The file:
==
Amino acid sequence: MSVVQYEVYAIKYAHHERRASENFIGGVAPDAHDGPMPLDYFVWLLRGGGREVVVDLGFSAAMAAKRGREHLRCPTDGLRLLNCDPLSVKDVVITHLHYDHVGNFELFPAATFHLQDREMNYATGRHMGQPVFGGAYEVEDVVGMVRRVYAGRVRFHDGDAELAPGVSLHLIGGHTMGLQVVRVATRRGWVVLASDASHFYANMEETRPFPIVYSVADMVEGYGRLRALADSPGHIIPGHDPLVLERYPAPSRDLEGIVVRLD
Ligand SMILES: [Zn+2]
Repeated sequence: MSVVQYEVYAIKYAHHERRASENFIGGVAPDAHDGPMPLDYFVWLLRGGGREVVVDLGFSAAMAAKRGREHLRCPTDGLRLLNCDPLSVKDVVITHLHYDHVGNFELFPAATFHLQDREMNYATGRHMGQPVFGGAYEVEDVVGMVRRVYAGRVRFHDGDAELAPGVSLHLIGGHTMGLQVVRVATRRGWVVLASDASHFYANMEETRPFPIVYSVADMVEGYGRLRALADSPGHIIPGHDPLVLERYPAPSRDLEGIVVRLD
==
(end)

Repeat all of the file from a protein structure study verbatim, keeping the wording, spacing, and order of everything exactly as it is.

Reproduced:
Amino acid sequence: MSVVQYEVYAIKYAHHERRASENFIGGVAPDAHDGPMPLDYFVWLLRGGGREVVVDLGFSAAMAAKRGREHLRCPTDGLRLLNCDPLSVKDVVITHLHYDHVGNFELFPAATFHLQDREMNYATGRHMGQPVFGGAYEVEDVVGMVRRVYAGRVRFHDGDAELAPGVSLHLIGGHTMGLQVVRVATRRGWVVLASDASHFYANMEETRPFPIVYSVADMVEGYGRLRALADSPGHIIPGHDPLVLERYPAPSRDLEGIVVRLD
Ligand SMILES: [Zn+2]
Repeated sequence: MSVVQYEVYAIKYAHHERRASENFIGGVAPDAHDGPMPLDYFVWLLRGGGREVVVDLGFSAAMAAKRGREHLRCPTDGLRLLNCDPLSVKDVVITHLHYDHVGNFELFPAATFHLQDREMNYATGRHMGQPVFGGAYEVEDVVGMVRRVYAGRVRFHDGDAELAPGVSLHLIGGHTMGLQVVRVATRRGWVVLASDASHFYANMEETRPFPIVYSVADMVEGYGRLRALADSPGHIIPGHDPLVLERYPAPSRDLEGIVVRLD